Pishevar positions MyWebOS as no threat to Microsoft (and even says he'd
love to offer Microsoft Office as a rental option). But Microsoft should
hate this product for several reasons.
First, MyWebOS would provide a self-contained environment, complete with
software developer guidelines and incentives, something like the way
Microsoft woos developers to the Windows platform. Users with modest
computing needs--and that's most people--could do all their computing within
MyWebOS rather than living inside Microsoft's Windows, Office and Internet
Explorer browser environments.
Second, if successful, the MyWebOS model would go a long way toward turning
business productivity applications into commodities, just like Microsoft did
to the Web browser by giving it away. (Microsoft antagonist Sun Microsystems
is abetting this process by giving away its own office suite, Star Office.)
"People have been getting ripped off with the incredibly high [profit]
margins for boxed software," said Pishevar. "Why should a person pay $400
for an application that they might only use 10 times?"
If consumers and small businesses agree with his logic, many will stop
paying for Microsoft Office (which can cost about $300 bought off the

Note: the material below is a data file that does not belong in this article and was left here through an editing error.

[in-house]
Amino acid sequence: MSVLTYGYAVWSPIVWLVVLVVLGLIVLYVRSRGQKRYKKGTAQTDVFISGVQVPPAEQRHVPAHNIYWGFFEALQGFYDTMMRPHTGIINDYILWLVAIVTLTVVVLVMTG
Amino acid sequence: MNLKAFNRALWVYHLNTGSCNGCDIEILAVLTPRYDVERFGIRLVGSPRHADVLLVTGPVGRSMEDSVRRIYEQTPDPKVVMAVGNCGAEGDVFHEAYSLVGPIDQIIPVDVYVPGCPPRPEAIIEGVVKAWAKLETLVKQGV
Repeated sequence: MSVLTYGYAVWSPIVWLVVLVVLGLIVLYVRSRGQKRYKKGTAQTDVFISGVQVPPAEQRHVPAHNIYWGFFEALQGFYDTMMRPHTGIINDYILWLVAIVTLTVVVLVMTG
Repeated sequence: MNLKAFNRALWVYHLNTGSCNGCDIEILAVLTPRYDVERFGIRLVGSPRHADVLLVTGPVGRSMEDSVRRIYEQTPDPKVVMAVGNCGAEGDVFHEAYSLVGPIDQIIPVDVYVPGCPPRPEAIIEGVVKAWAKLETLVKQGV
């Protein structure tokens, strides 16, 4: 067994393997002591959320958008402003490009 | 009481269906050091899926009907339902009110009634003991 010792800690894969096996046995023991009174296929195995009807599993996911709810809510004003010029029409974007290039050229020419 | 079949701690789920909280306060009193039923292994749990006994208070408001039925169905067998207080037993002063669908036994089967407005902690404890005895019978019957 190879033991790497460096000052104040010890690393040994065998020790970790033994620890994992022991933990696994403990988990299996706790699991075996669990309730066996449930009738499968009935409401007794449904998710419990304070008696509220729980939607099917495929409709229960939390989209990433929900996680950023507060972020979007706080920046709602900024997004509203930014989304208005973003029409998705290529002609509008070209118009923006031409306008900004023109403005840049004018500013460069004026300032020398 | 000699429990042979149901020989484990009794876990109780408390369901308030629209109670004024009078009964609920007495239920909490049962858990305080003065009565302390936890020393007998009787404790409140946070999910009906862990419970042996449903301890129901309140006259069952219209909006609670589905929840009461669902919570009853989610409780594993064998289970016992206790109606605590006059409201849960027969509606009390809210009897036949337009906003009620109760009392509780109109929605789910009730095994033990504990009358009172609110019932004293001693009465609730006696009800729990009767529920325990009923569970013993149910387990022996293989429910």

shelf.) And PC vendors--already feeling more independent as Microsoft
operates in the antitrust spotlight--might start wondering why they should
pay Microsoft for a copy of Office to bundle in every new PC in an era of
ferocious price competition.
Finally, if Pishevar is right, MyWebOS.com and similar companies could turn
software from a product into a service, undermining Microsoft's ability to
push Office into every PC in the world. Meanwhile, WebOS could seize a big
part of the Web toll-taker function that industry observers have long seen
as Microsoft's hidden agenda.
"This is one of the most important trends we're viewing now," said Rob
Enderle, an analyst with Giga Information Group, based in Norwell, Mass.
Microsoft has already been hinting that it might respond with its own
pay-per-use service, even though that would cannibalize Office sales.
To be sure, MyWebOS is far from ready to foment a software revolution. First
it has to approach the reliability and performance of Windows and Office
(though it won't need to match the bloated features on Microsoft's package)
and perfect an enticing billing scheme for application rental.
But the MyWebOS concept is compelling. And several other start-ups--such as
Magicaldesk.com and Desktop.com--are beginning to offer similar models for
changing the way people obtain and use basic software programs.
Collectively they're a hopeful sign, as Microsoft likes to say, that the Web
is making it hard for anyone to hold a lock on the world of software.
THE ABOVE MATERIAL IS COPYRIGHTED AND SHOULD NOT BE REPRODUCED OR
DISTRIBUTED OUTSIDE OF MICROSOFT.
add text, images, video, widgets, etc...